|Date Published||10 July 2014|
A Spider in the Cup
Assistant Commissioner Joe Sandilands, investigating the body of a young woman found in the Thames mud and also charged with protecting a powerful American senator who’s in London for a key economic conference, discovers the two are linked – and that far more is at stake.
Never let the facts get in the way of a good story is a dictum by which tabloid journalists are said to live – and in this 11th adventure for AC Joe Sandilands, Barbara Cleverly seems to have swallowed it wholesale.
This mish-mash involving secret societies, global economic and political power bids, hired killers, mixed with historical, cultural and Shakesperian references – the title comes from a speech by the paranoid Leontes in A Winter’s Tale – and several gallons more than a cupful of stiff-upper-lip dialogue, is not even a good story.
Cleverly’s earlier books have all been really good mysteries. This attempt to weld a whodunit to a political thriller is just plain confusing, parading as it does an equal lack of knowledge of the US system of government and the hierarchy of the British police.
The body of a young woman is found in the mud of the Thames by a group of dowsers, whose rods respond to a priceless gold Roman medallion in her mouth. The corpse is missing one toe.
The grim discovery is almost on the doorstep of Sandilands’ home and attracts his interest. But he has been assigned to protect a US Senator, in London to represent President Roosevelt at an economic conference to discuss responses to the Depression.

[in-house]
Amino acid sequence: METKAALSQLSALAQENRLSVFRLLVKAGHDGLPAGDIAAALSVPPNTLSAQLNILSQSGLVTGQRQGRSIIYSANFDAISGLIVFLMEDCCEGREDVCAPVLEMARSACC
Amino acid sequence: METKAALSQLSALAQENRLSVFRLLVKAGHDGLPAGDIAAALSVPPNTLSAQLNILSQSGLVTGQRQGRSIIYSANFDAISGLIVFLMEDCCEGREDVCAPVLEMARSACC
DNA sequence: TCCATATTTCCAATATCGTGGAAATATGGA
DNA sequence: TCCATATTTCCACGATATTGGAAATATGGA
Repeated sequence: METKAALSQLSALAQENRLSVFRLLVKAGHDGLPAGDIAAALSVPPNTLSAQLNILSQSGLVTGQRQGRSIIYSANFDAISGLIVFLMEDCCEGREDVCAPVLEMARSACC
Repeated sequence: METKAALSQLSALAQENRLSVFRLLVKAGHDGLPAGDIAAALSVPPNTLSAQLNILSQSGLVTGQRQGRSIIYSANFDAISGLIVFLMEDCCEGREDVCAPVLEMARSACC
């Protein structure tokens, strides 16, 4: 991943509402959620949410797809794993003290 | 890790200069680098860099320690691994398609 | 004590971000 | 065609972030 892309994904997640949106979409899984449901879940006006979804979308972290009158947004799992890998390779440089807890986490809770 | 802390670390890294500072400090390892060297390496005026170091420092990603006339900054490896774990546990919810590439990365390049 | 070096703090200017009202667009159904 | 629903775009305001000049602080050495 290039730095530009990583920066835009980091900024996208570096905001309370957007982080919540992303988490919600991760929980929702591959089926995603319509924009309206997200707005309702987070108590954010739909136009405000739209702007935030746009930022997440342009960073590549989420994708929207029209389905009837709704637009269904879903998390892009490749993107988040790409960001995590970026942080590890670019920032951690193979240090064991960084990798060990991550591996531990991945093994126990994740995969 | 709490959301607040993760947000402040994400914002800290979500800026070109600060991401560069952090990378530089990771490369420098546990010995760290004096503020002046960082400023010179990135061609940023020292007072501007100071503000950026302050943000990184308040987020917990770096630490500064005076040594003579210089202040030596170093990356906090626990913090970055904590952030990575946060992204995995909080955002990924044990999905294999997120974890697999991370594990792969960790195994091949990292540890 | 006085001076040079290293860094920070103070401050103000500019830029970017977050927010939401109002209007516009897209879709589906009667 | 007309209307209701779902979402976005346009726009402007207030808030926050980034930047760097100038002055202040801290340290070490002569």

Senator Cornelius Kingstone’s own FBI bodyguard is Sandilands’ former wartime sergeant – deadly, but unpredictable and untrustworthy. Links between the Thames body, a second killing and the conference appear, and protecting Kingstone, whose ballet dancer mistress has also gone missing, leads the AC into a world of raw power, where far more is at stake.
Cleverly has a marvellous ability to paint verbal pictures. Her description of Chelsea Reach at dawn is lyrical – and some of her supporting characters, the ultra-capable dowser leader Hermione Herbert, Sandilands’ smart and unflappable sister Lydia, the crippled Cockney dancer Julia and an archetypal Met pathologist perhaps deserve more development than they get.
The dialogue is stilted, the humour strained, and overall it’s pretentious, patronising and in parts, pompous. This won’t be one for my top shelf and unless you’re a fan of Boy’s Own Paper or Biggles adventures it’s unlikely to be yours either.
Reviewed 10 January 2015 by John Cleal